Current Developmental Disorders Reports

, Volume 5, Issue 2, pp 108–115 | Cite as

Restricted and Repetitive Behaviors in Autism Spectrum Disorder: a Review of Associated Features and Presentation Across Clinical Populations

  • Kathleen Berry
  • Kaylin Russell
  • Kyle Frost
Autism Spectrum (A Richdale and L Lawson, Section Editor)
Part of the following topical collections:
  1. Topical Collection on Autism Specrtum


Purpose of the Review

Restricted and repetitive behaviors (RRBs) are a core feature of autism spectrum disorder, though relatively under-studied compared to social communication deficits. The focus of this review is individual differences in RRBs, associated features, and change in presentation of RRBs over development. Additionally, a review of repetitive behaviors in typical development as well as other diagnostic categories is presented, with the goal of increasing our understanding of the function and prevalence of RRBs across diagnostic categories and across development more broadly.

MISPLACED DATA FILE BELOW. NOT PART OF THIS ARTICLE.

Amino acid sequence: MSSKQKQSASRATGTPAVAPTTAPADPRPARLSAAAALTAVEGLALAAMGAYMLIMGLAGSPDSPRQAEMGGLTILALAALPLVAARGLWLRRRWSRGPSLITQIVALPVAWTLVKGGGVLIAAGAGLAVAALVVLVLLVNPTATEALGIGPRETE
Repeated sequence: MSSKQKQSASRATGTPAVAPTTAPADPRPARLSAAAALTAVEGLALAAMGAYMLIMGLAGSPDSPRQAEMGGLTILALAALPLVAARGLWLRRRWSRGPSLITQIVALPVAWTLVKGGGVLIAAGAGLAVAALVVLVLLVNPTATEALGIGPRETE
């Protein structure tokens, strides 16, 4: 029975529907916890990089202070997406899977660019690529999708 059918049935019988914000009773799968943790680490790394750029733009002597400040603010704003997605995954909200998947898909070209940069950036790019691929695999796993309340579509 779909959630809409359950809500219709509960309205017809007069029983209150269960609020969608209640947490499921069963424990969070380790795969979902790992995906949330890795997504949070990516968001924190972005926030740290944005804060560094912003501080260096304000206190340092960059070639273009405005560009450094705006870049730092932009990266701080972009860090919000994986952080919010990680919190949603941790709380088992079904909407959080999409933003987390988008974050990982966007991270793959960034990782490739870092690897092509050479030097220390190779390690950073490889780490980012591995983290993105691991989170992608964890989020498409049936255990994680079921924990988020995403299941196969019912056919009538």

Recent Findings

There is an increasing recognition in the field that ASD symptoms are quite often observed in other neurodevelopmental disabilities, warranting continued investigation of the prevalence, patterns, and underlying etiology across groups.


In the past decade, research has increasingly explored RRBs in ASD, contributing a greater awareness of the influence developmental and individual factors have on their presentation. Currently, there is a growing trend for studies to examine RRBs trans-diagnostically in order to increase understanding of the underlying etiology and developmental trajectory of this behavioral phenotype.


Autism spectrum disorder ASD Repetitive behaviors RRBs 


Compliance with Ethical Standards

Conflict of Interest

The authors declare that they have no competing interests.

Human and Animal Rights and Informed Consent

This article does not contain any studies with human or animal subjects performed by any of the authors.


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© Springer International Publishing AG, part of Springer Nature 2018

Authors and Affiliations

  1. 1.Department of PsychologyMichigan State UniversityEast LansingUSA

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